Every time I told someone I was traveling to India to volunteer I got the same reaction … “Really….you?…Going to India? Are you sure?” Sometimes people would just laugh at me, until they realized I wasn’t laughing. Yes, maybe I am a bit of a girlie girl (understatement), I love getting dressed up, putting on make up, I have a tiny dog that fits in my purse, I squeal if I see a bug and ask the nearest male to kill it for me.
Was I sure that I was ready to go to India…no, but I went anyways. If you know me then you know once I get a thought in my head I will make it happen. Some people would call it stubbornness, but I call it dedication.
I still can’t believe that I actually left everything I knew to travel for three months around India and Nepal to volunteer. Ok, scratch that….I can’t believe I did that and I survived. Not only did I survive, but I had a complete awakening into who I am and exactly what I stand for. Yes, Melissa Ann Morgan from South Tampa stripped off all her make up (along with her pride and what was left of her dignity) and got real.
Why did I go? I made the choice to listen to my calling; I wanted to be a responsible philanthropist. I needed to see first-hand what living in an undeveloped nation was like in order to put myself in check, and to remind myself all of my “needs” are just “wants”. I was feeling lost in life and I knew it wasn’t too late to make a change. I needed to strip away all of my possessions and baggage (mental & physical) and just live life, simply and truthfully. Giving myself over to be deeply rooted and focused on the wellbeing of others.
“ When you give, you begin to live & you get the world”– Dave Matthews
I heard these words in the middle of my journey. These words spoke truth to me; I began to be consumed with the need to be a helpful person, my eyes are wide open now and I have never felt more present and connected to life, to my life and this amazing world around me.
By pushing myself to the extreme, I broke free of the limits I had imposed on myself I learned that I can handle anything; I can go anywhere, be anyone I wanted to be.
I have learned that I can adapt and acclimate in any situation I am put in, and that is an incredible gift. I feel free now and I know that no matter what comes across my path I can handle it. I survived 3 months in India and Nepal. I was pushed and I shoved back. It was hard and I flourished. It might sound weird to say, but I am amazing -I felt a calling, and thankfully I listened to myself and I found a greater meaning to life.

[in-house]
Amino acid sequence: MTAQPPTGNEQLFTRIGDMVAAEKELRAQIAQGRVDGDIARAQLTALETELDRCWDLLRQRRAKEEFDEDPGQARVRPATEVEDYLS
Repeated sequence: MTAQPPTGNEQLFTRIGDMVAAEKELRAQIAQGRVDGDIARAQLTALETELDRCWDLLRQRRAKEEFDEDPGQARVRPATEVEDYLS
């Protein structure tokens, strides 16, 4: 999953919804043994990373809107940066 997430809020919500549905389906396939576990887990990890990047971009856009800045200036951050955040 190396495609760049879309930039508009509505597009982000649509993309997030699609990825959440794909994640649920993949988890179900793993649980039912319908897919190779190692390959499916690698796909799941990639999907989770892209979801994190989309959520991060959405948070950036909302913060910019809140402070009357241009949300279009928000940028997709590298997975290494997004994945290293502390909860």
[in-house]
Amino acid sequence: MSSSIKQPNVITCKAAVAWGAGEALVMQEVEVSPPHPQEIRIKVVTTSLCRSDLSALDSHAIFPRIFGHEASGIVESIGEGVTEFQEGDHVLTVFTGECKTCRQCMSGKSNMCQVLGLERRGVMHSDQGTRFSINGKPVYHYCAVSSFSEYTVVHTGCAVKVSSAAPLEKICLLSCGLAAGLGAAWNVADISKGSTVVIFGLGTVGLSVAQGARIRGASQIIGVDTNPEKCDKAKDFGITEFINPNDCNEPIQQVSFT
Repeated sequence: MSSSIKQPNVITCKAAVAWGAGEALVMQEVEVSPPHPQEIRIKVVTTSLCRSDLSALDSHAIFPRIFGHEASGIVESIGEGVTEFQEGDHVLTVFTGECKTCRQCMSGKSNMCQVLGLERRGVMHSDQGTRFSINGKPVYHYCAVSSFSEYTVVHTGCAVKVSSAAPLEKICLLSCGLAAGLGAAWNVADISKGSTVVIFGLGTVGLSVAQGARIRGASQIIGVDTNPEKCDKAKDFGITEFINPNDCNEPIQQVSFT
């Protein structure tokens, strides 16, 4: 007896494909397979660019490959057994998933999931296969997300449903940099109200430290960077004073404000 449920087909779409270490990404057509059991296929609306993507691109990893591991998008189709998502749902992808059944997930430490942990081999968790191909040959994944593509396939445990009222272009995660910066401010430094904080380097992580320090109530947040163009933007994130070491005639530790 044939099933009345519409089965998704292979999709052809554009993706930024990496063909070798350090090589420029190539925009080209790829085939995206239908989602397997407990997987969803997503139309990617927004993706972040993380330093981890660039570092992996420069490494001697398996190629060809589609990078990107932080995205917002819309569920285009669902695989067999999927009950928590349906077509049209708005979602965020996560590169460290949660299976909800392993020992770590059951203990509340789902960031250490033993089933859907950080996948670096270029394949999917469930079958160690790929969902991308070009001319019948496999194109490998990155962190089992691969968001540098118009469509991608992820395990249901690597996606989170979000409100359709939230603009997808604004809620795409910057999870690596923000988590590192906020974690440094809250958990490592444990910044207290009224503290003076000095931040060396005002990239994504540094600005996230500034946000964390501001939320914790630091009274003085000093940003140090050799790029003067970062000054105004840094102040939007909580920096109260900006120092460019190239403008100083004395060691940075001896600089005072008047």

In my own way I have become a Mother, because I feel, as though all of the children I met along the way will always be mine, as I will carry their truth and share their stories wherever I go. When it comes to orphaned and abandoned children we are all their parents, everyone that comes into their lives who shows them compassion, love and kindness…for however long has a part in shaping whom these children will become. This is an incredible responsibility and I gladly accept.
For the last three months of my life I devoted to seeing for myself what a part of the world is really like so vastly different then my own. I now understand the importance of organizations like Khusi Hona and the reasons they need to exist. I have seen horrible things; I have seen toddlers sitting on the side of the road naked in piles of garbage, I have seen starving people, I have had street children holding infant babies banging on the window of our car begging for food, and disabled people dragging themselves along on the concrete streets. I know now with 100 percent certainty that YES these organizations must exist because parts of the world ARE this bad! I had my wake up call- I feel that we have to take responsibility for the people who cannot take care of themselves. The children, the uneducated, the disabled, they all need us and it is our duty living in a privileged western country to stand up and be their voice.
Please don’t get me wrong I also experienced complete simplistic bliss with the amazing people I was privileged enough to meet alone the way. Everyone touched my soul, Arpan in Nepal, Pema Bante the Monk in Darjeeling, Dr. Hans in Delhi, the children, all of the precious children with their beautiful smiles, I cry when I think about having to pull their hands from mine to say good-bye.
I know that this incredible journey will not be my last I will continue not only to work with Khusi Hona, but with other charities and organizations who heavily focus on spreading happiness and joy to children throughout the world.
I completely changed my entire life and who I am as a person in 90 days.
I may still love to wear make up from time to time, and of course I still have my little poodle, however I no longer squeal or need a mans help when I see a bug. To say that India toughened me up is an understatement, it gave me the strength to fight not only for myself and I what I feel is right, but also for those living in poverty and to help them break the cycle into which they were born.
I had my calling and I listened.
I know the truth of the world now & I remain forever changed.